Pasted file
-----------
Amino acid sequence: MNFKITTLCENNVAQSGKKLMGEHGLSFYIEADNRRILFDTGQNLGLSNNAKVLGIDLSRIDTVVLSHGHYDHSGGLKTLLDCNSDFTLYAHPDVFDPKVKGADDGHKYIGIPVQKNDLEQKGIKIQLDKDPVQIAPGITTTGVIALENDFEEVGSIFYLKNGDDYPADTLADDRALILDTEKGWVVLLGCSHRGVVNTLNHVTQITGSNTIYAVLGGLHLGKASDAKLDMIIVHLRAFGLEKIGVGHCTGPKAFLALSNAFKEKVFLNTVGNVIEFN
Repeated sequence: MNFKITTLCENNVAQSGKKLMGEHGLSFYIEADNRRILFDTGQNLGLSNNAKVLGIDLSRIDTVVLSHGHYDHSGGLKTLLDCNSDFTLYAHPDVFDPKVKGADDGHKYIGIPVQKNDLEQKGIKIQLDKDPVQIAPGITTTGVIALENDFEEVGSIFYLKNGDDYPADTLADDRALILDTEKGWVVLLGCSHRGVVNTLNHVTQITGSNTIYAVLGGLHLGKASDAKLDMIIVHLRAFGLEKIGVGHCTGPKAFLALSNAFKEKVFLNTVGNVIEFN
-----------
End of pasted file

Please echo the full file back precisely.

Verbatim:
Amino acid sequence: MNFKITTLCENNVAQSGKKLMGEHGLSFYIEADNRRILFDTGQNLGLSNNAKVLGIDLSRIDTVVLSHGHYDHSGGLKTLLDCNSDFTLYAHPDVFDPKVKGADDGHKYIGIPVQKNDLEQKGIKIQLDKDPVQIAPGITTTGVIALENDFEEVGSIFYLKNGDDYPADTLADDRALILDTEKGWVVLLGCSHRGVVNTLNHVTQITGSNTIYAVLGGLHLGKASDAKLDMIIVHLRAFGLEKIGVGHCTGPKAFLALSNAFKEKVFLNTVGNVIEFN
Repeated sequence: MNFKITTLCENNVAQSGKKLMGEHGLSFYIEADNRRILFDTGQNLGLSNNAKVLGIDLSRIDTVVLSHGHYDHSGGLKTLLDCNSDFTLYAHPDVFDPKVKGADDGHKYIGIPVQKNDLEQKGIKIQLDKDPVQIAPGITTTGVIALENDFEEVGSIFYLKNGDDYPADTLADDRALILDTEKGWVVLLGCSHRGVVNTLNHVTQITGSNTIYAVLGGLHLGKASDAKLDMIIVHLRAFGLEKIGVGHCTGPKAFLALSNAFKEKVFLNTVGNVIEFN